Versailles, Ukraine, and Digital Sovereignty

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As European leaders gathered last week in Versailles to condemn Russia, their French hosts used the summit to push a protectionist agenda.

The two-day meeting took place in the opulent 17th-century palace of France’s Sun King, built when the country was the world’s leading power. The leaders dined in the same Hall of Mirrors where the Western Allies carved out a new map of Europe in 1919 after World War I. They agreed to implement the sanctions imposed on Russia following its invasion of Ukraine.

At the same time, President Emmanuel Macron seemed inspired by the lavish setting to see the Covid pandemic and the war in Ukraine as an opportunity to pursue a more protectionist European digital industrial policy. In a declaration from Versailles, the leaders agreed that Europe should be less dependent on the rest of the world.

The French call it digital sovereigntydigital sovereignty. The goal is to make the continent self-sufficient in critical digital technologies, from semiconductors to the cloud. While ostensibly directed against authoritarians led by China and Russia, the proposed rules could instead end up hurting the United States, Japan, South Korea and other like-minded democratic partners.

Although EU free trade countries such as the Netherlands have been skeptical, the conflict in Ukraine appears to have pushed this agenda forward. “We need to strengthen our open strategic autonomy, which France has been asking for for a long time,” Dutch Prime Minister Mark Rutte told Sciences Po on Wednesday at a pre-summit event in Paris.

Certainly, it is positive that the Russian invasion caused the main states of the EU, notably Germany, to invest in their own defense, to oppose autocratic regimes and to monitor the behavior of companies affiliated with the authoritarian states, such as Gazprom, RT and Huawei.

But the invasion should strengthen transatlantic ties, instead of potentially weakening them. Take EU trade policy. European governments have long worried about state-affiliated foreign companies that, thanks to dubious state support, are able to undermine European companies. At Versailles, EU leaders promised to “complete our trade and competition policy toolbox with instruments to tackle the distorting effects of foreign subsidies”.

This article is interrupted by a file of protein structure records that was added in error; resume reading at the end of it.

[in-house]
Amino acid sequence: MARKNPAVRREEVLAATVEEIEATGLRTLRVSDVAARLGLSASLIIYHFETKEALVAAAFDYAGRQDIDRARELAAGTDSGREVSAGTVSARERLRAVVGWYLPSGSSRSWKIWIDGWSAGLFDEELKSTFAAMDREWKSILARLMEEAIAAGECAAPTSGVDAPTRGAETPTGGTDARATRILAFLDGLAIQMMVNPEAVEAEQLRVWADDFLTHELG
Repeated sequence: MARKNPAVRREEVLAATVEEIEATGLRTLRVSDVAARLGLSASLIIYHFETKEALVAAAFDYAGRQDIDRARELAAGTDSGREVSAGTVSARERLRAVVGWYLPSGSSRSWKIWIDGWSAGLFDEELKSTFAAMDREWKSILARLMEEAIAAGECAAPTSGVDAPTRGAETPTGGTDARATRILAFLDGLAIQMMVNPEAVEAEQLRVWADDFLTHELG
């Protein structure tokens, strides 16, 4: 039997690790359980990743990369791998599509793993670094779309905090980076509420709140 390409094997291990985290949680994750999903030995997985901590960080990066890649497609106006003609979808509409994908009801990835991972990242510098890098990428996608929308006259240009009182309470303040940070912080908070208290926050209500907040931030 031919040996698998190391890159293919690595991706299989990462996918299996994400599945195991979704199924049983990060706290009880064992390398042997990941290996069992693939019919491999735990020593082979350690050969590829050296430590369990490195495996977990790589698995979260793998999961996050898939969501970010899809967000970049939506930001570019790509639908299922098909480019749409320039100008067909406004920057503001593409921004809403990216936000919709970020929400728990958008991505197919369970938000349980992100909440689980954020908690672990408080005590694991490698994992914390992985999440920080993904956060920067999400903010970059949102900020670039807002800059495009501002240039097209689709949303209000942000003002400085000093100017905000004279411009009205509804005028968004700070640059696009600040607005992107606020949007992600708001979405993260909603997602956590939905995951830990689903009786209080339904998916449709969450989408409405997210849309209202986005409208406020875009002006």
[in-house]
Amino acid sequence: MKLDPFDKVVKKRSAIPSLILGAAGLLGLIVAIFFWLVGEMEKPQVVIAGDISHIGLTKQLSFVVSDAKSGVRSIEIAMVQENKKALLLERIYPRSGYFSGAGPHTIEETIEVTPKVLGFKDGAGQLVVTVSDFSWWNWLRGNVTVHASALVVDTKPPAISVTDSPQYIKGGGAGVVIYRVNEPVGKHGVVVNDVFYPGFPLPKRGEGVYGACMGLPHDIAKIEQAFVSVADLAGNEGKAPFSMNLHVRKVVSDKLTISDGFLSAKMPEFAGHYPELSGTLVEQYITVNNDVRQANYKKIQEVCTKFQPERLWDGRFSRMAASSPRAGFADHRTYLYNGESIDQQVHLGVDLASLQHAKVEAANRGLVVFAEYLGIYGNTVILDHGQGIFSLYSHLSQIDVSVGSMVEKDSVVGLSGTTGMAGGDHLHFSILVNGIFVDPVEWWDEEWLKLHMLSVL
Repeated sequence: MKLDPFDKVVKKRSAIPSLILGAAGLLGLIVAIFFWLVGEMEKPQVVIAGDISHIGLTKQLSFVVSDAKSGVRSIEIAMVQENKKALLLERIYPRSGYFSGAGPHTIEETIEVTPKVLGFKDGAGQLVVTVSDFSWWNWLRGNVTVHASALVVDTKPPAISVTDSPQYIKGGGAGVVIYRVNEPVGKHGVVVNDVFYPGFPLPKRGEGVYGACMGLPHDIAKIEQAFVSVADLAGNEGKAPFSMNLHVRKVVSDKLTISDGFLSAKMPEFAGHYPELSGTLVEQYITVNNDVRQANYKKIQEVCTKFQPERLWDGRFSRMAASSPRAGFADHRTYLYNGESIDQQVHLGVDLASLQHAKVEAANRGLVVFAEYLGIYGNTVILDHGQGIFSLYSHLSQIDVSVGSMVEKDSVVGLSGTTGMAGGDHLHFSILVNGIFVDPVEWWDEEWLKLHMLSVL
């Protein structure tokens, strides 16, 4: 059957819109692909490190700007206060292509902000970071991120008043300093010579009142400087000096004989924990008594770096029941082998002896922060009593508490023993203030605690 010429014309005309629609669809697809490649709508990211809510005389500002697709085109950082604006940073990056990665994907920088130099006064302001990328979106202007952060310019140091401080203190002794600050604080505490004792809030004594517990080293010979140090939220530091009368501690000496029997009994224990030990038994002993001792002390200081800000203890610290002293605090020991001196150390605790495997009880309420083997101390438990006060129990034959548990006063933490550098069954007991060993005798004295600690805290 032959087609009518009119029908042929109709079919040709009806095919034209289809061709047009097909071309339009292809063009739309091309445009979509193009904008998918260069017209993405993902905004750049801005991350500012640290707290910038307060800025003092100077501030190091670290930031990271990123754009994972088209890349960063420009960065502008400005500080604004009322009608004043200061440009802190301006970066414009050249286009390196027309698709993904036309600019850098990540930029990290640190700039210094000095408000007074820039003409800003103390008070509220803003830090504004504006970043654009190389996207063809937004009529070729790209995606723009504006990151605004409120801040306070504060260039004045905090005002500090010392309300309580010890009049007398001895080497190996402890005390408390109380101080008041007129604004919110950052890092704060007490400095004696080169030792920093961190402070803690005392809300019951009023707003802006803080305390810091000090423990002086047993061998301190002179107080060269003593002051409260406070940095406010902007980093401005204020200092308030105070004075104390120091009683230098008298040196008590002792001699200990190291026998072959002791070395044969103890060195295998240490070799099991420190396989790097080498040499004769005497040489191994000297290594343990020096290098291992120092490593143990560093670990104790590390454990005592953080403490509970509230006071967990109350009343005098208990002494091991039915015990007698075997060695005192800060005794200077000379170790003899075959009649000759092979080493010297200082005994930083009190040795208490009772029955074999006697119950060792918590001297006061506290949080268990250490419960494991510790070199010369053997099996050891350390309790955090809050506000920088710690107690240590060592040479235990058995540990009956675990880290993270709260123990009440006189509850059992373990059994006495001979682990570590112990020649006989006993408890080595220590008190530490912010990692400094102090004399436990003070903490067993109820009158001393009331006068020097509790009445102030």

The review and obligations of this EU proposal will not be the responsibility of Russian (banned from Europe) and Chinese state-owned companies. Instead, the burden will fall on companies in the EU’s closest trading partners and allies. Major industry groups from the US, Australia, Japan, India and South Korea fear the complex proposal will hamper their ability to invest and do business in the EU.

The Versailles Declaration committed to diversifying Europe’s energy supplies and routes, importing liquid natural gas, and diversifying semiconductor supply value chains. Much-needed foreign investment is needed to achieve these goals.

Similarly, on digital technologies, leaders pledged swift passage of a range of legislative proposals ranging from the Digital Markets Act (DMA) to new regulations promoting European semiconductors and cloud computing. Curiously, all these proposals have in common that they do not target Chinese or Russian companies. They focus on American “big tech”. In fact, the DMA targets a handful of US platforms. EU cloud policies increasingly seek to support a few European champions at the expense of US market leaders.

Similarly, Europe’s proposed new data law will prohibit these same US “gatekeepers” from participating in parts of Europe’s new data markets and will make it more difficult for companies subject to foreign laws to transfer data to abroad or even to process data in Europe.

Another priority for digital sovereignty is to strengthen European cybersecurity, especially after the Russian invasion of Ukraine. French leaders say the solution is to boost local industry. “Current circumstances have reminded us how important it is for us to strengthen the sovereignty we have over our infrastructures,” said Thierry Breton, European Commissioner for the Internal Market, after meeting the ministers in charge of cybersecurity.

Russia’s attack on Ukraine and threats against EU countries should strengthen the transatlantic digital partnership. It should not be used to justify EU restrictions on Western companies.

William Echikson is CEPA’s Bandwidth Editor.

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